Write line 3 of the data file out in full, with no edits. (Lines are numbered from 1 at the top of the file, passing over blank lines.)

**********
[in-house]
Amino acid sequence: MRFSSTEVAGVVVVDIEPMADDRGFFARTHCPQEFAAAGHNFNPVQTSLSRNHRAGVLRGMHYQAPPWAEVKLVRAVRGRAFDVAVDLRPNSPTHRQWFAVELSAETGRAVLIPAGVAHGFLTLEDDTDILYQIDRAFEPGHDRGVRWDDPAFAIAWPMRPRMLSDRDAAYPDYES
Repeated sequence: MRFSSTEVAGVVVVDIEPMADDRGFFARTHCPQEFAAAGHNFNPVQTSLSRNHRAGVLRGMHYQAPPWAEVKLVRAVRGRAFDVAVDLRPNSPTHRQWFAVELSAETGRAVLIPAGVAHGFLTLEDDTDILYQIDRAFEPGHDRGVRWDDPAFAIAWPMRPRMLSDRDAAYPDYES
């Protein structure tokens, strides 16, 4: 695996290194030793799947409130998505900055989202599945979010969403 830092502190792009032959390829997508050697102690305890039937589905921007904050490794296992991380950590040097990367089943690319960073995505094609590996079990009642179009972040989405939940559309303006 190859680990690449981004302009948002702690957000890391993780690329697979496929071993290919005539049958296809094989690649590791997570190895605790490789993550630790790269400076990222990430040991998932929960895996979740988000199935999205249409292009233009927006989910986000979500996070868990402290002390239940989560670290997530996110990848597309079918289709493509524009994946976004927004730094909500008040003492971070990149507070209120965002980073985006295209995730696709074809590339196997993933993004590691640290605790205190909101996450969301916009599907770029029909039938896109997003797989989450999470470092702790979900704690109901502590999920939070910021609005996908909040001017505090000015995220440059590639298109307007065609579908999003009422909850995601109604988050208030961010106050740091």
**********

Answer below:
Repeated sequence: MRFSSTEVAGVVVVDIEPMADDRGFFARTHCPQEFAAAGHNFNPVQTSLSRNHRAGVLRGMHYQAPPWAEVKLVRAVRGRAFDVAVDLRPNSPTHRQWFAVELSAETGRAVLIPAGVAHGFLTLEDDTDILYQIDRAFEPGHDRGVRWDDPAFAIAWPMRPRMLSDRDAAYPDYES